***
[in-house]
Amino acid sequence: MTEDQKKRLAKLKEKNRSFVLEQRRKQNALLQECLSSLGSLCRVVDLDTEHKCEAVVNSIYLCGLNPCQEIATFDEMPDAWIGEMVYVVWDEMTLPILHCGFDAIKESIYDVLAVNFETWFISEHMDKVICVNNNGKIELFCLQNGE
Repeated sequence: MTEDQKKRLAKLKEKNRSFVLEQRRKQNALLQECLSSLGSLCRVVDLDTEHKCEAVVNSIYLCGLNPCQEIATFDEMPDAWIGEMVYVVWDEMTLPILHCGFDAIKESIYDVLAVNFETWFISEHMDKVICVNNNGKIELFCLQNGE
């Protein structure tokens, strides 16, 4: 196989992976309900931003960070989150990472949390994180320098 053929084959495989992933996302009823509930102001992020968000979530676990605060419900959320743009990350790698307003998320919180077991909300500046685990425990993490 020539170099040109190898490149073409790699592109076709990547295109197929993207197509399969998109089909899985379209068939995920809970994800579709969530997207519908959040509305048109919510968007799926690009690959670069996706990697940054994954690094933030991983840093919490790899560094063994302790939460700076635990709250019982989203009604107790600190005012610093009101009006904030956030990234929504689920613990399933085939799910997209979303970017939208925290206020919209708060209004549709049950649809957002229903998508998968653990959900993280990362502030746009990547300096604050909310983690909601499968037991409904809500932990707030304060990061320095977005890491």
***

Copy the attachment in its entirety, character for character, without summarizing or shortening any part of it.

[in-house]
Amino acid sequence: MTEDQKKRLAKLKEKNRSFVLEQRRKQNALLQECLSSLGSLCRVVDLDTEHKCEAVVNSIYLCGLNPCQEIATFDEMPDAWIGEMVYVVWDEMTLPILHCGFDAIKESIYDVLAVNFETWFISEHMDKVICVNNNGKIELFCLQNGE
Repeated sequence: MTEDQKKRLAKLKEKNRSFVLEQRRKQNALLQECLSSLGSLCRVVDLDTEHKCEAVVNSIYLCGLNPCQEIATFDEMPDAWIGEMVYVVWDEMTLPILHCGFDAIKESIYDVLAVNFETWFISEHMDKVICVNNNGKIELFCLQNGE
């Protein structure tokens, strides 16, 4: 196989992976309900931003960070989150990472949390994180320098 053929084959495989992933996302009823509930102001992020968000979530676990605060419900959320743009990350790698307003998320919180077991909300500046685990425990993490 020539170099040109190898490149073409790699592109076709990547295109197929993207197509399969998109089909899985379209068939995920809970994800579709969530997207519908959040509305048109919510968007799926690009690959670069996706990697940054994954690094933030991983840093919490790899560094063994302790939460700076635990709250019982989203009604107790600190005012610093009101009006904030956030990234929504689920613990399933085939799910997209979303970017939208925290206020919209708060209004549709049950649809957002229903998508998968653990959900993280990362502030746009990547300096604050909310983690909601499968037991409904809500932990707030304060990061320095977005890491």